'Almost, Maine' Returns To The Stage In Portland
When "Almost, Maine" opened in Portland in 2004, the play was well-received and would go on to receive mixed reviews in New York a few years later. Today, it's one of the most frequently produced plays in the United States, particularly in high school and community theaters. “Almost, Maine” playwright John Cariani, who grew up in Presque Isle, joins the cast of the latest production at Portland Stage Company in celebration of Maine's bicentennial.
Almost, Maine, a fictitious town near the Canadian border, is the setting for a series of vignettes that explore the joys and the pitfalls of relationships.
In one scene, Cariani plays “Lendall” and answers the door to find his girlfriend “Gayle,” played by Samantha Rosentrator:
GAYLE: “I want it back.”
LENDALL: “ Huh?”
GAYLE : “I want it back. All the love I gave to you. I want it back.. NOW!”
These moments of pain and laughter, heartache and confusion, says John Cariani, were born from his interest in the subject of love, driven in part by his personal experience coming of age in the geographically isolated community of Presque Isle, Maine.
“When I was growing up I knew that I was a little bit different from other kids,” says Cariani. “I saw my friends having girlfriends, and I couldn't figure out why I wasn't very happy having girlfriends, and then I realized I didn't like girls,” says Cariani.
Cariani says he became almost obsessed with trying to figure out why love seems so easy for some people and so complicated for others.
“Almost, Maine” has now been performed in 20 countries, translated into more than a dozen languages and, according to Playbill Magazine, is the most produced play in North American high schools, surpassing “A Midsummer Night’s Dream,” “Our Town” and “The Crucible.”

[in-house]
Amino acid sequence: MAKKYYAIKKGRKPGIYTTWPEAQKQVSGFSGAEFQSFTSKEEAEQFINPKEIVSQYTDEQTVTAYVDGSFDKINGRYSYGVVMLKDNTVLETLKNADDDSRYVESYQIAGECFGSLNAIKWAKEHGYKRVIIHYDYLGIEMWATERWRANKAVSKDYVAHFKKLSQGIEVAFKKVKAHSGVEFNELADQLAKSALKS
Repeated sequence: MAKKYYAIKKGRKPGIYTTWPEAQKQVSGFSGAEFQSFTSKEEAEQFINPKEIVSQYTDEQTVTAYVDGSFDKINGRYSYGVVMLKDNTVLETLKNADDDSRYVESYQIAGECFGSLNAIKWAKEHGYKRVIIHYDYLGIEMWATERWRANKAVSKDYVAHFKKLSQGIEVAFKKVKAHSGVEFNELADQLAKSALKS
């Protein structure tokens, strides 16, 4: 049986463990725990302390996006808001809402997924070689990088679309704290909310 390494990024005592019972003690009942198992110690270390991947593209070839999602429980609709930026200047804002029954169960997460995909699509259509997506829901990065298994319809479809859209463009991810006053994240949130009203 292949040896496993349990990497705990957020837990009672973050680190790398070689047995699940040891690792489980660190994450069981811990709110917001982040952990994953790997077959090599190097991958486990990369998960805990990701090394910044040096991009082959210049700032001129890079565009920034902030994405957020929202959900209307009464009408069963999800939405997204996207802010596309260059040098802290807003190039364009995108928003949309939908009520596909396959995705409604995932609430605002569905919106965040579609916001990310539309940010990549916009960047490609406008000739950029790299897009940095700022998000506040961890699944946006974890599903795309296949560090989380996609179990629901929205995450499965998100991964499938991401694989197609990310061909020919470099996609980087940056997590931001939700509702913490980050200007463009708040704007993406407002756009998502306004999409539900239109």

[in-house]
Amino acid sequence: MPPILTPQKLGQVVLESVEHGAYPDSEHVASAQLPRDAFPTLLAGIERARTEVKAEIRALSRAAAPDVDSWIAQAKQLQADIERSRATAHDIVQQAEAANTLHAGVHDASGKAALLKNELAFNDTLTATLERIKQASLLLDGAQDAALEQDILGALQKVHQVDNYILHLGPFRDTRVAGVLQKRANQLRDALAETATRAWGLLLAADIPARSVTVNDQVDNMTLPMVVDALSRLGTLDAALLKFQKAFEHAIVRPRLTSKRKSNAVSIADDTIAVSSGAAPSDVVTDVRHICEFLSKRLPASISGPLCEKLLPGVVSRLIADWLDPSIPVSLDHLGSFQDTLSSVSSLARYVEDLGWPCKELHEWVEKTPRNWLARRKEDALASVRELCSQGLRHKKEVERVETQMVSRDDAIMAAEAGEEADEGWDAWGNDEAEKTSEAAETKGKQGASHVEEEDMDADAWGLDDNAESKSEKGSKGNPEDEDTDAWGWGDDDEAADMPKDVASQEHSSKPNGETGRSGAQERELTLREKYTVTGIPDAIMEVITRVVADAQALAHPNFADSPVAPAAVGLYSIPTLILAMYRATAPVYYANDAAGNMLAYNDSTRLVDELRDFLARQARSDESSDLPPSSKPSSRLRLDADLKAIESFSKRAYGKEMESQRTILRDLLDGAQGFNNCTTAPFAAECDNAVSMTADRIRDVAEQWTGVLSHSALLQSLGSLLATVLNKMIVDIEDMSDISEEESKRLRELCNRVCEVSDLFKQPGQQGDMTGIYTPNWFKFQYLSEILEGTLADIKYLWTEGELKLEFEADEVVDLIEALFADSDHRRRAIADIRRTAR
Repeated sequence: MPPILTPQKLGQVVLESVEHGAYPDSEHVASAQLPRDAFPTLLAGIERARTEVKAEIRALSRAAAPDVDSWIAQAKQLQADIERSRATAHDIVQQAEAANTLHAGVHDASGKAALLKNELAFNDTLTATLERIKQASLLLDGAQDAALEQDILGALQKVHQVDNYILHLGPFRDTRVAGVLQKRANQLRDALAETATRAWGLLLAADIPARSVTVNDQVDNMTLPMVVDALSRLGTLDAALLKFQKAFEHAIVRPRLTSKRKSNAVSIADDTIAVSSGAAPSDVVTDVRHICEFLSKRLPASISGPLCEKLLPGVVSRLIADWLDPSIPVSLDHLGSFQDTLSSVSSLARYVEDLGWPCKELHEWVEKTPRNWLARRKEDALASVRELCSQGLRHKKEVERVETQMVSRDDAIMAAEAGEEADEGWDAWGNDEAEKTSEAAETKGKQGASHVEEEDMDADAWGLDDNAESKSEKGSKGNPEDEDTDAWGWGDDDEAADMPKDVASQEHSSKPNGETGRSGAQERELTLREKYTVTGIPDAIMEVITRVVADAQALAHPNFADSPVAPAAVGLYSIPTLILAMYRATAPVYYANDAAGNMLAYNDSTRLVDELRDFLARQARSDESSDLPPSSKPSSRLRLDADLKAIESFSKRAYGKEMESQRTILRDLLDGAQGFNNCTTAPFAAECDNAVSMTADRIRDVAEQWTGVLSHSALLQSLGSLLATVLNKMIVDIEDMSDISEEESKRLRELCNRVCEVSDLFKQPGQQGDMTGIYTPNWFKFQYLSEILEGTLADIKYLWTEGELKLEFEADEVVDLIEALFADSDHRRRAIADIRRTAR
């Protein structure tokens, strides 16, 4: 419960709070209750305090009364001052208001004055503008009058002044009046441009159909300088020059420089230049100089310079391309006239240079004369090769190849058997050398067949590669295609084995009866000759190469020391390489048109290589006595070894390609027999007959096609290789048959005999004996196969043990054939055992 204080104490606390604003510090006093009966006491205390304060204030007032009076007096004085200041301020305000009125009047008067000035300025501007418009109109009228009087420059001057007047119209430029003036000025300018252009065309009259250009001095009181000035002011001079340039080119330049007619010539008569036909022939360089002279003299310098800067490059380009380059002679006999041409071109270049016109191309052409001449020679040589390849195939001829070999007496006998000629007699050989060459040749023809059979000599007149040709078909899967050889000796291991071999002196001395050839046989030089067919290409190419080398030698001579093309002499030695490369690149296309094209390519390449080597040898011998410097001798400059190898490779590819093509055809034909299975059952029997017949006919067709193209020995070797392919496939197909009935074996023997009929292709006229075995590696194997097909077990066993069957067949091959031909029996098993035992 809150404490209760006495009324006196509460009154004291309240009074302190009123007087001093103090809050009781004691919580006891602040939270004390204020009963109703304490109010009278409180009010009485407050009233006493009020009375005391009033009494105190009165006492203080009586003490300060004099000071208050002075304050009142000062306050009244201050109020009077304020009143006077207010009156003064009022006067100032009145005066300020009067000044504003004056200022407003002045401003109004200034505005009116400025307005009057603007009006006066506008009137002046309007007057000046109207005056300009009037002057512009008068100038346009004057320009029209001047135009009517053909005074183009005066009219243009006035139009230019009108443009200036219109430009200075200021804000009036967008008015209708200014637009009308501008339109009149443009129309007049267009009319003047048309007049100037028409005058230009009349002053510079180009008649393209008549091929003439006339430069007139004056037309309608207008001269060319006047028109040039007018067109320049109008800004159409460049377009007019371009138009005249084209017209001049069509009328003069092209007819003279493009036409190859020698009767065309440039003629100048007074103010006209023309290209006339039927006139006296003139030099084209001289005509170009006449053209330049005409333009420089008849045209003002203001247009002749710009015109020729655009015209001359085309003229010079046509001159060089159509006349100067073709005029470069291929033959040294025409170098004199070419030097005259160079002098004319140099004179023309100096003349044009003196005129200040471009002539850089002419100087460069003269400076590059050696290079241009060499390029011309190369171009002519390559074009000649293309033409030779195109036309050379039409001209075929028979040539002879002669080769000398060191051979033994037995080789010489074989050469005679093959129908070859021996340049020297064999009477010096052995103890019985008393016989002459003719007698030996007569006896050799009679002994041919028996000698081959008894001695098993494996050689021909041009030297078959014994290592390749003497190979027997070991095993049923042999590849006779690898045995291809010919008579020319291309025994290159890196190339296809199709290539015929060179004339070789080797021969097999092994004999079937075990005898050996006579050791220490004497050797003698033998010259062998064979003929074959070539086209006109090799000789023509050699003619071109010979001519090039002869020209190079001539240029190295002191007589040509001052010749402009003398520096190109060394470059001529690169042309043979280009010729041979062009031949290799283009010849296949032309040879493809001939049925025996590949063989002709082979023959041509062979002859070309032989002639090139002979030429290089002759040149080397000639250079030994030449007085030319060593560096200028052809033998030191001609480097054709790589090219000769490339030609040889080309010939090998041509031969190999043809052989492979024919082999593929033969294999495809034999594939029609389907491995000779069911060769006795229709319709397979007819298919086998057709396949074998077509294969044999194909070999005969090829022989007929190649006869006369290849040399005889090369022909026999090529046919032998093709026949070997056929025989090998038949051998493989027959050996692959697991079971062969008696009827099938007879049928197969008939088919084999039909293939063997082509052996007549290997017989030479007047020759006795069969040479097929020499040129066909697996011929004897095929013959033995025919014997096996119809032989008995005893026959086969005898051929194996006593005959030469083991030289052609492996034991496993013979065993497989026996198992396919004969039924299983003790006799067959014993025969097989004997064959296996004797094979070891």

The reason for its popularity, he says, may be its simple approach to exploring a universal human experience.
“I think it’s that people really like love stories, and especially fraught love stories that you're not sure are going to work out, and not quite sure it’s going to be okay,” says Cariani.
In those moments of discomfort, says Cariani, there is also humor.
“Watching people in pain is the funniest thing in the world, unfortunately,'' he says.
Cariani says he has always been committed to bringing real rural characters, who live and love as best they can, to the stage.
“Contemporary American art and culture doesn't really present multidimensional rural-dwelling people,” Cariani says. “Why don't we present these people, and when we do, why do we present them as drug addicts, or supporters of a certain political party? Why don't they have all of the foibles and all of the great things that make them fully human?” he asks.
“Almost, Maine,” with playwright Cariani in a starring role, runs through February 9 at Portland Stage Company. The play is soon to become a novel.